BD: (Laughs) Yeah, that's always true I guess... Idon't really know, y'know. I'm not sure how it hangs together as a concept because there were some real long songs on this album that we recorded, a couple of really long songs, like there was one we did - do you remember 'Visions of Johanna'?
BD: Well, there was one like that. I'd never done anything like it before. It's got the same kind of thing to it. It seems to be very sensitive and gentle on one level, then on another level the lyrics aren't sensitive and gentle at all. We left that off the album.
We left another thing off the album which is quite different to anything I wrote, that I think in just a musical kind of way you'd like to hear. And in a lyric-content way it's interesting. The way the story line changes from third person to first person and that person becomes you, then these people are there and they're not there. And then the time goes way back and then it's brought up to the present. And I thought it was really effective, but that again is a long song and when it came to putting the songs on the album we had to cut some, so we cut those. Now what we have left is an album which seems to make its kind of general statement, but it's too soon to say what that general statement is.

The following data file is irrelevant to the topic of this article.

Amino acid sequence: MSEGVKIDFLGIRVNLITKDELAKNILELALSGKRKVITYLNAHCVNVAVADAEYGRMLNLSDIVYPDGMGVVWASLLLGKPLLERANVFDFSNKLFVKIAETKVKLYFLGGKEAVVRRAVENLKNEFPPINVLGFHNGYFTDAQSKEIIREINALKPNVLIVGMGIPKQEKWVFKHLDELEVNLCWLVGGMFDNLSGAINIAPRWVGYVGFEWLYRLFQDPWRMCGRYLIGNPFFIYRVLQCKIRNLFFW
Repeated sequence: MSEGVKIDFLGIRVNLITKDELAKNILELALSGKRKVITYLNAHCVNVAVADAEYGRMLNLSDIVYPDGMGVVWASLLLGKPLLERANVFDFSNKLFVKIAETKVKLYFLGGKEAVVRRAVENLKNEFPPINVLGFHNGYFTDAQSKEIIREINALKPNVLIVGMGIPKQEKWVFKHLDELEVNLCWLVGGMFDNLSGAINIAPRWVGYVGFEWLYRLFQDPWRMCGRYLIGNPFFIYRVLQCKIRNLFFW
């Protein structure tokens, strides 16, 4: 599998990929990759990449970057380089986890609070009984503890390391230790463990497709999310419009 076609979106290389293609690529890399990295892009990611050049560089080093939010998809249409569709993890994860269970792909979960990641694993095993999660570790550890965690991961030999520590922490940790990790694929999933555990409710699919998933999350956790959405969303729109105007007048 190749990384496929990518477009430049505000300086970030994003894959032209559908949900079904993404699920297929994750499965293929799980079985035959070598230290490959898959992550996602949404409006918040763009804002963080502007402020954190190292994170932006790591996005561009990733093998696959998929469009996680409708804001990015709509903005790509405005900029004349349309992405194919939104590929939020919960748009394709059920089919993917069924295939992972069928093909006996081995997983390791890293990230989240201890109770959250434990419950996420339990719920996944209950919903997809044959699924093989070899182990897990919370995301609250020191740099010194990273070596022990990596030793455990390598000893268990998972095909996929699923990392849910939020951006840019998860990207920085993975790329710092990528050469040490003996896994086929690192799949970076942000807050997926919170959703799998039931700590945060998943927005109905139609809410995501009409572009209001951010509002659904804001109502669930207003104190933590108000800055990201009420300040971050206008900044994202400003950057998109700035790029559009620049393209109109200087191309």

NS: There's a reference to "the politics of sin" on 'Dead Man'.
BD: Yeah, well that's what sin is, politics. It just came to me when I was writing that's the way it is... the diplomacy of sin. The way they take sin, and put it in front of people... the way that they say this is good and that's bad, you can do this and you can't do that, the way sin is taken and split up and categorised and put on different levels so it becomes more of a structure of sin, or, "these sins are big ones, these are little ones, these can hurt this person, these can hurt you, this is bad for this reason, and that is bad for another reason." the politics of sin; that's what I think of it.
NS: Do you still feel politics is part of the illusion?
BD: I've never really been into politics, mostly I guess because of the world of politics. The people who are into politics as a profession, you know, it's... the art of politics hasn't changed much over the years. Were there politics in Roman times? And are there politics in communist countries? I'm sure there are.
NS: You feel what the world is facing is more of a spiritual crisis?
BD: Oh yeah, definitely. Definitely. People don't know who the enemy is. They think the enemy is something they can see, and the reality of the enemy is a spirtual being they can't see, and it influences all they can see and they don't go to the top, the end line of the real enemy - like the enemy who's controlling who you think who's your enemy.
NS: Who's that?
BD: What, who you think your enemy is?
BD: You would think the enemy is someone you could strike at and that would solve the problem, but the real enemy is the devil. That's the real enemy, but he tends to shade himself and hide himself and put it into people's minds that he's really not there and he's really not so bad, and that he's got a lot of good things to offer too. So there's this conflict going, to blind the minds of men.